Pay-by-bank will fit into payments Mix: Pay-by-bank enables people to make payments directly from their bank accounts, bypassing even debit cards. As currently practiced A2A transactions generally use the automated clearinghouse. This access is promoted by online retailers who work with consumers to obtain their payment credentials, with safeguards built in, so payments can subsequently be run through the ACH system, much like sending through a check. The funds come out of their deposit accounts. Unlike a debit card, no interchange fee is charged. To get consumers to try this alternative to their familiar cards, merchants often offer incentives, such as immediate cost savings or loyalty rewards.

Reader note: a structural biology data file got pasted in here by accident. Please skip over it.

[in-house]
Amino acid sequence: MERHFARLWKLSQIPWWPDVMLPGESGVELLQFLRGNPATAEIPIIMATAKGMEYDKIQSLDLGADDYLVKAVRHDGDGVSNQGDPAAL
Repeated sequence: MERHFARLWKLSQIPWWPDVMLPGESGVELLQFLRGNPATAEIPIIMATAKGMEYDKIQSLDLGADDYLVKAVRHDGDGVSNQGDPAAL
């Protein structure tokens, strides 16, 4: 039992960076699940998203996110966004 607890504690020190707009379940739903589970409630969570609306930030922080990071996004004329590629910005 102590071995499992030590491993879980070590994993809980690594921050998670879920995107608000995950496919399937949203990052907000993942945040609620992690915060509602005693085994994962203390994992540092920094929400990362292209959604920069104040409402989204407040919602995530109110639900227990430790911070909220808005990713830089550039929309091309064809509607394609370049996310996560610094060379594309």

Payments in ‘Account Age’ and beyond: In its 2023 global payments report, calls the age we are in the “Account Era,” leaving behind the “Plastic Era.” The roots of this new age lie in the beginnings of ecommerce. “Internet and mobile technologies made it possible for users to direct funds from their accounts repurposing infrastructure such as automated clearing houses. It is suggested it may be what it calls the “Decoupled Era,” in which “payments may be increasingly disconnected from accounts and other fixed repositories of value the exact opposite of getting a stack of checks and a debit card when you opened a bank account. The consulting firm predicts that banks will seek more partnerships and M&A in the payments space in response to this decoupling. From the consumer perspective, the A2A will appeal to people who like to have complete control over their funds and like to pay as they go, rather than incur charges or actual debt.  It’s having virtual ways of managing your money to the minute. For some this will be a matter of paying bills close to the wire because they live on tight budgets and others will come around in time.